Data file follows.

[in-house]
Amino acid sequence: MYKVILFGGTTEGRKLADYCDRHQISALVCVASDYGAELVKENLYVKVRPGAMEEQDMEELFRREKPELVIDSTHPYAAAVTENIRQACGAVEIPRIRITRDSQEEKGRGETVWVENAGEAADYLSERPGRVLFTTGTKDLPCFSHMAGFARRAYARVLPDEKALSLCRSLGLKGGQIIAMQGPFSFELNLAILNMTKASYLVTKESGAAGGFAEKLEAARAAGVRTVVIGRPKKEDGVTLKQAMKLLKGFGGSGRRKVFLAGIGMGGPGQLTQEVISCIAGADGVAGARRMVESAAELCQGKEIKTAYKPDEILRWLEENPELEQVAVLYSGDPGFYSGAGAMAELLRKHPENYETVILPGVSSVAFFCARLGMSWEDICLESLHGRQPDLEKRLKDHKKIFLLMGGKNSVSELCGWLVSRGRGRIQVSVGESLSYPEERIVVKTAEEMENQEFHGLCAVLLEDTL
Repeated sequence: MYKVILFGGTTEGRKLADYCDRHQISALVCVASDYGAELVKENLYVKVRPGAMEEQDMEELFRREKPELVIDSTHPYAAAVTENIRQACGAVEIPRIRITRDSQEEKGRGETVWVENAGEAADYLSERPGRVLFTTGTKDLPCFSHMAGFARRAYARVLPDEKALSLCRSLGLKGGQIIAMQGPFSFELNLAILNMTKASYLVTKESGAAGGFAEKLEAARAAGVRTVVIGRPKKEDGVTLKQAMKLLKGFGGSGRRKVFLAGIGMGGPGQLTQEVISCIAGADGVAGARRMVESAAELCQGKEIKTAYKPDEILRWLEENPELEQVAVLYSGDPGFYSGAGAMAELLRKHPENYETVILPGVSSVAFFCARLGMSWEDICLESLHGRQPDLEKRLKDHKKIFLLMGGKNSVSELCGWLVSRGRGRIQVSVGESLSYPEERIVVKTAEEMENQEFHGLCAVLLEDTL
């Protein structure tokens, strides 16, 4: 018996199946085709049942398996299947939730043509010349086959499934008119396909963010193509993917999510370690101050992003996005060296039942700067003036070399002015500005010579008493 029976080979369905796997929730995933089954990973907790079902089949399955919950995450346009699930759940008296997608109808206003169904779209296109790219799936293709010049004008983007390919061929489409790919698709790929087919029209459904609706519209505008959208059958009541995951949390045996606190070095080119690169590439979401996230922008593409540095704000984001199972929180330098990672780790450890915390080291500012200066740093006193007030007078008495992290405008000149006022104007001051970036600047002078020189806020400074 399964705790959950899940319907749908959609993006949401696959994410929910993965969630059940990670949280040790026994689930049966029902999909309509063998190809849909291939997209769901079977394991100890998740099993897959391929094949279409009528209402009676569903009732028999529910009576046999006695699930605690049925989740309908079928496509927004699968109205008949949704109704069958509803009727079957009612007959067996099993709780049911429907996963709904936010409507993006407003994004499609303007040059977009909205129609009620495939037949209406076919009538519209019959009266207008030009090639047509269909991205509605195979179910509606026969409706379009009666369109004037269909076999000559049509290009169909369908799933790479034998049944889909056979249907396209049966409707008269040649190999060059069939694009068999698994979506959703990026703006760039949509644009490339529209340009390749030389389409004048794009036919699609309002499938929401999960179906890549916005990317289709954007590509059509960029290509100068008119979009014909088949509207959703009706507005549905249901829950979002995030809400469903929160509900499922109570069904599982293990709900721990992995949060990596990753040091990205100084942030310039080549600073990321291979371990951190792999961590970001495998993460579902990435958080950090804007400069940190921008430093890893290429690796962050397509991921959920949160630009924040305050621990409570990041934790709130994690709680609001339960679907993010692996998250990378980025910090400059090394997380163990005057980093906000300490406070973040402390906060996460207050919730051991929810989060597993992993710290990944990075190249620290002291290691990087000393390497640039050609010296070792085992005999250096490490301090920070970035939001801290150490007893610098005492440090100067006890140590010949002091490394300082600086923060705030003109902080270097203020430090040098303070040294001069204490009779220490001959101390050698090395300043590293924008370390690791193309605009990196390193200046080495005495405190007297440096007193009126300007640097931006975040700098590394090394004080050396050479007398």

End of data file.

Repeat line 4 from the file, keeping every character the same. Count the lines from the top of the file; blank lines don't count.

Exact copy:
């Protein structure tokens, strides 16, 4: 018996199946085709049942398996299947939730043509010349086959499934008119396909963010193509993917999510370690101050992003996005060296039942700067003036070399002015500005010579008493 029976080979369905796997929730995933089954990973907790079902089949399955919950995450346009699930759940008296997608109808206003169904779209296109790219799936293709010049004008983007390919061929489409790919698709790929087919029209459904609706519209505008959208059958009541995951949390045996606190070095080119690169590439979401996230922008593409540095704000984001199972929180330098990672780790450890915390080291500012200066740093006193007030007078008495992290405008000149006022104007001051970036600047002078020189806020400074 399964705790959950899940319907749908959609993006949401696959994410929910993965969630059940990670949280040790026994689930049966029902999909309509063998190809849909291939997209769901079977394991100890998740099993897959391929094949279409009528209402009676569903009732028999529910009576046999006695699930605690049925989740309908079928496509927004699968109205008949949704109704069958509803009727079957009612007959067996099993709780049911429907996963709904936010409507993006407003994004499609303007040059977009909205129609009620495939037949209406076919009538519209019959009266207008030009090639047509269909991205509605195979179910509606026969409706379009009666369109004037269909076999000559049509290009169909369908799933790479034998049944889909056979249907396209049966409707008269040649190999060059069939694009068999698994979506959703990026703006760039949509644009490339529209340009390749030389389409004048794009036919699609309002499938929401999960179906890549916005990317289709954007590509059509960029290509100068008119979009014909088949509207959703009706507005549905249901829950979002995030809400469903929160509900499922109570069904599982293990709900721990992995949060990596990753040091990205100084942030310039080549600073990321291979371990951190792999961590970001495998993460579902990435958080950090804007400069940190921008430093890893290429690796962050397509991921959920949160630009924040305050621990409570990041934790709130994690709680609001339960679907993010692996998250990378980025910090400059090394997380163990005057980093906000300490406070973040402390906060996460207050919730051991929810989060597993992993710290990944990075190249620290002291290691990087000393390497640039050609010296070792085992005999250096490490301090920070970035939001801290150490007893610098005492440090100067006890140590010949002091490394300082600086923060705030003109902080270097203020430090040098303070040294001069204490009779220490001959101390050698090395300043590293924008370390690791193309605009990196390193200046080495005495405190007297440096007193009126300007640097931006975040700098590394090394004080050396050479007398």